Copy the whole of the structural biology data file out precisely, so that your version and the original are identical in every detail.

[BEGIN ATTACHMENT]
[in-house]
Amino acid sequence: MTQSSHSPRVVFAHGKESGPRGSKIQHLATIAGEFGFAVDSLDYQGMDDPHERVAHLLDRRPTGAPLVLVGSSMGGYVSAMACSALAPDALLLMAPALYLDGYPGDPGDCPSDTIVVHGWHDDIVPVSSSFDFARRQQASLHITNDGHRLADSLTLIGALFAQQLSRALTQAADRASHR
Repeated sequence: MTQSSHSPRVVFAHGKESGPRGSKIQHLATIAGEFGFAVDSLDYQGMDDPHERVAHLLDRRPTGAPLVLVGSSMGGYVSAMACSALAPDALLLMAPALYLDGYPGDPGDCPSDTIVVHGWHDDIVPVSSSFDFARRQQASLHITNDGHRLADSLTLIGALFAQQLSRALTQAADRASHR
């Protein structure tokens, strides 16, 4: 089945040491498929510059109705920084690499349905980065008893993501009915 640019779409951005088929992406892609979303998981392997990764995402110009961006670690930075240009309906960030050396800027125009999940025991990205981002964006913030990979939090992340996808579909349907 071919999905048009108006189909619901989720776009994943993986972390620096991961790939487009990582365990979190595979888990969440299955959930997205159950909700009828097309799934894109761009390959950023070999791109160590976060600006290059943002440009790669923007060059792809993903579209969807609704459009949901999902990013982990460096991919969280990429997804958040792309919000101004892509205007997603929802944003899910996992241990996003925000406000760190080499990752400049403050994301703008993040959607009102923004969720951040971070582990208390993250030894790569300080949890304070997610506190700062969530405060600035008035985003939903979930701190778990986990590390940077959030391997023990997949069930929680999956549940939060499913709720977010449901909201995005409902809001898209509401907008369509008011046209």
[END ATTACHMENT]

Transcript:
[in-house]
Amino acid sequence: MTQSSHSPRVVFAHGKESGPRGSKIQHLATIAGEFGFAVDSLDYQGMDDPHERVAHLLDRRPTGAPLVLVGSSMGGYVSAMACSALAPDALLLMAPALYLDGYPGDPGDCPSDTIVVHGWHDDIVPVSSSFDFARRQQASLHITNDGHRLADSLTLIGALFAQQLSRALTQAADRASHR
Repeated sequence: MTQSSHSPRVVFAHGKESGPRGSKIQHLATIAGEFGFAVDSLDYQGMDDPHERVAHLLDRRPTGAPLVLVGSSMGGYVSAMACSALAPDALLLMAPALYLDGYPGDPGDCPSDTIVVHGWHDDIVPVSSSFDFARRQQASLHITNDGHRLADSLTLIGALFAQQLSRALTQAADRASHR
């Protein structure tokens, strides 16, 4: 089945040491498929510059109705920084690499349905980065008893993501009915 640019779409951005088929992406892609979303998981392997990764995402110009961006670690930075240009309906960030050396800027125009999940025991990205981002964006913030990979939090992340996808579909349907 071919999905048009108006189909619901989720776009994943993986972390620096991961790939487009990582365990979190595979888990969440299955959930997205159950909700009828097309799934894109761009390959950023070999791109160590976060600006290059943002440009790669923007060059792809993903579209969807609704459009949901999902990013982990460096991919969280990429997804958040792309919000101004892509205007997603929802944003899910996992241990996003925000406000760190080499990752400049403050994301703008993040959607009102923004969720951040971070582990208390993250030894790569300080949890304070997610506190700062969530405060600035008035985003939903979930701190778990986990590390940077959030391997023990997949069930929680999956549940939060499913709720977010449901909201995005409902809001898209509401907008369509008011046209």